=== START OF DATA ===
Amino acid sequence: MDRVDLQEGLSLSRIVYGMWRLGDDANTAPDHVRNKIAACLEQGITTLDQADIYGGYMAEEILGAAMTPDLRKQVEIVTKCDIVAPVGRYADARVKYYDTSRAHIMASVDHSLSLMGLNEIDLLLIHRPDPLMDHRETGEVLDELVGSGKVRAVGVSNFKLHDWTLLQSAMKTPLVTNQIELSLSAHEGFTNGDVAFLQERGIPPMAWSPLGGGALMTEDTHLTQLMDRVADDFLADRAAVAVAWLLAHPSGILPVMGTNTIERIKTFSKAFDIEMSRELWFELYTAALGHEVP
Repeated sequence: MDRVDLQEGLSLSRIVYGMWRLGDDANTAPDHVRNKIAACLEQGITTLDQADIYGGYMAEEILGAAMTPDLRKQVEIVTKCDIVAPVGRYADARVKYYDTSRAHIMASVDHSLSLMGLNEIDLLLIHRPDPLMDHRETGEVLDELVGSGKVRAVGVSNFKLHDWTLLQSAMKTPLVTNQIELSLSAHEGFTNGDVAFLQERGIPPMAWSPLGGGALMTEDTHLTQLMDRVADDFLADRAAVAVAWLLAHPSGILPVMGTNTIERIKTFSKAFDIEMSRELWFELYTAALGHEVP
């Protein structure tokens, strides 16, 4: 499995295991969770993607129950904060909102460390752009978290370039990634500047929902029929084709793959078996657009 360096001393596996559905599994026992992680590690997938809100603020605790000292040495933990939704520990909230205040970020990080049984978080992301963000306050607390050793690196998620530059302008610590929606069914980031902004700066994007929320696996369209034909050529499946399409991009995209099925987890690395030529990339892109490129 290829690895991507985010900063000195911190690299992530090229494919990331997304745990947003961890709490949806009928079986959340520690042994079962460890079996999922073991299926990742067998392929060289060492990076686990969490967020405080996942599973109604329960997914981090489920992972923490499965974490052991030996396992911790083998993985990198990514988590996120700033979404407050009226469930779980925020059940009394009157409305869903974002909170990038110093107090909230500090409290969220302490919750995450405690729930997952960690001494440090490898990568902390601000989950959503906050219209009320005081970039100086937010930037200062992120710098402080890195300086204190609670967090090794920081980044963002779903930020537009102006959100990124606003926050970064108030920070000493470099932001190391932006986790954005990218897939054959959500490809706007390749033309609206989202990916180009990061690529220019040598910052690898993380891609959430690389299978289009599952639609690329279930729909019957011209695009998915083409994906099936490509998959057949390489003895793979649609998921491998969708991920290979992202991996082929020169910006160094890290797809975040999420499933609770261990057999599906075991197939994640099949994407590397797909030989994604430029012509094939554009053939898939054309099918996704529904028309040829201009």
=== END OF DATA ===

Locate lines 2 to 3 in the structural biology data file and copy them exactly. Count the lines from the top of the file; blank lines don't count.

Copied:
Repeated sequence: MDRVDLQEGLSLSRIVYGMWRLGDDANTAPDHVRNKIAACLEQGITTLDQADIYGGYMAEEILGAAMTPDLRKQVEIVTKCDIVAPVGRYADARVKYYDTSRAHIMASVDHSLSLMGLNEIDLLLIHRPDPLMDHRETGEVLDELVGSGKVRAVGVSNFKLHDWTLLQSAMKTPLVTNQIELSLSAHEGFTNGDVAFLQERGIPPMAWSPLGGGALMTEDTHLTQLMDRVADDFLADRAAVAVAWLLAHPSGILPVMGTNTIERIKTFSKAFDIEMSRELWFELYTAALGHEVP
């Protein structure tokens, strides 16, 4: 499995295991969770993607129950904060909102460390752009978290370039990634500047929902029929084709793959078996657009 360096001393596996559905599994026992992680590690997938809100603020605790000292040495933990939704520990909230205040970020990080049984978080992301963000306050607390050793690196998620530059302008610590929606069914980031902004700066994007929320696996369209034909050529499946399409991009995209099925987890690395030529990339892109490129 290829690895991507985010900063000195911190690299992530090229494919990331997304745990947003961890709490949806009928079986959340520690042994079962460890079996999922073991299926990742067998392929060289060492990076686990969490967020405080996942599973109604329960997914981090489920992972923490499965974490052991030996396992911790083998993985990198990514988590996120700033979404407050009226469930779980925020059940009394009157409305869903974002909170990038110093107090909230500090409290969220302490919750995450405690729930997952960690001494440090490898990568902390601000989950959503906050219209009320005081970039100086937010930037200062992120710098402080890195300086204190609670967090090794920081980044963002779903930020537009102006959100990124606003926050970064108030920070000493470099932001190391932006986790954005990218897939054959959500490809706007390749033309609206989202990916180009990061690529220019040598910052690898993380891609959430690389299978289009599952639609690329279930729909019957011209695009998915083409994906099936490509998959057949390489003895793979649609998921491998969708991920290979992202991996082929020169910006160094890290797809975040999420499933609770261990057999599906075991197939994640099949994407590397797909030989994604430029012509094939554009053939898939054309099918996704529904028309040829201009």